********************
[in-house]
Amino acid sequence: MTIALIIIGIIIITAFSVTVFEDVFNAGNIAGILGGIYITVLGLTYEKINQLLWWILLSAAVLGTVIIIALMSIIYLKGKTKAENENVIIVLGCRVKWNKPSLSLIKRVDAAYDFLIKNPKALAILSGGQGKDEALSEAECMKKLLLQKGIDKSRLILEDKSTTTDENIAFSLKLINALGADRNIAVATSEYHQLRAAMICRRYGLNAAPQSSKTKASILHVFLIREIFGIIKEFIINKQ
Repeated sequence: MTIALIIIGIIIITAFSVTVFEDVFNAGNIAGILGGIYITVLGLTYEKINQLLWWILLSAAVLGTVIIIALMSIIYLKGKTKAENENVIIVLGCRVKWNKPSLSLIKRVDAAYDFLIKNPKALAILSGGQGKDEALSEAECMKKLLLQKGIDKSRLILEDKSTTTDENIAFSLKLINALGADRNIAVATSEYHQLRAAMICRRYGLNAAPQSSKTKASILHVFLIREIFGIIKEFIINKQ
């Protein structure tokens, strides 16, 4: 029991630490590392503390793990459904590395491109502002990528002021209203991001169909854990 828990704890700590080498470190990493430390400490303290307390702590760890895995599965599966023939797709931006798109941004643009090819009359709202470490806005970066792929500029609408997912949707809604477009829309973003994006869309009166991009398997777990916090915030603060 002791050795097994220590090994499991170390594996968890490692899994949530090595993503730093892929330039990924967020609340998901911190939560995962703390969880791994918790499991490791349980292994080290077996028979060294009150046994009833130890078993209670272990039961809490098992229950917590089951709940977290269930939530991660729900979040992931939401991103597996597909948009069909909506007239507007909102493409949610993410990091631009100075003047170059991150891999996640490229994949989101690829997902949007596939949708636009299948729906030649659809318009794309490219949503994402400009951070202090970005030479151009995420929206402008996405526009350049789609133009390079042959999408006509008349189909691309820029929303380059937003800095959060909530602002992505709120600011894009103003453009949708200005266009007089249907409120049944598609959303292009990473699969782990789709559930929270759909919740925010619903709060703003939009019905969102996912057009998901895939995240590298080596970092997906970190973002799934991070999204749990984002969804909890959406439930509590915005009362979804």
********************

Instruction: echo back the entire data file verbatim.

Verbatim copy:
[in-house]
Amino acid sequence: MTIALIIIGIIIITAFSVTVFEDVFNAGNIAGILGGIYITVLGLTYEKINQLLWWILLSAAVLGTVIIIALMSIIYLKGKTKAENENVIIVLGCRVKWNKPSLSLIKRVDAAYDFLIKNPKALAILSGGQGKDEALSEAECMKKLLLQKGIDKSRLILEDKSTTTDENIAFSLKLINALGADRNIAVATSEYHQLRAAMICRRYGLNAAPQSSKTKASILHVFLIREIFGIIKEFIINKQ
Repeated sequence: MTIALIIIGIIIITAFSVTVFEDVFNAGNIAGILGGIYITVLGLTYEKINQLLWWILLSAAVLGTVIIIALMSIIYLKGKTKAENENVIIVLGCRVKWNKPSLSLIKRVDAAYDFLIKNPKALAILSGGQGKDEALSEAECMKKLLLQKGIDKSRLILEDKSTTTDENIAFSLKLINALGADRNIAVATSEYHQLRAAMICRRYGLNAAPQSSKTKASILHVFLIREIFGIIKEFIINKQ
């Protein structure tokens, strides 16, 4: 029991630490590392503390793990459904590395491109502002990528002021209203991001169909854990 828990704890700590080498470190990493430390400490303290307390702590760890895995599965599966023939797709931006798109941004643009090819009359709202470490806005970066792929500029609408997912949707809604477009829309973003994006869309009166991009398997777990916090915030603060 002791050795097994220590090994499991170390594996968890490692899994949530090595993503730093892929330039990924967020609340998901911190939560995962703390969880791994918790499991490791349980292994080290077996028979060294009150046994009833130890078993209670272990039961809490098992229950917590089951709940977290269930939530991660729900979040992931939401991103597996597909948009069909909506007239507007909102493409949610993410990091631009100075003047170059991150891999996640490229994949989101690829997902949007596939949708636009299948729906030649659809318009794309490219949503994402400009951070202090970005030479151009995420929206402008996405526009350049789609133009390079042959999408006509008349189909691309820029929303380059937003800095959060909530602002992505709120600011894009103003453009949708200005266009007089249907409120049944598609959303292009990473699969782990789709559930929270759909919740925010619903709060703003939009019905969102996912057009998901895939995240590298080596970092997906970190973002799934991070999204749990984002969804909890959406439930509590915005009362979804």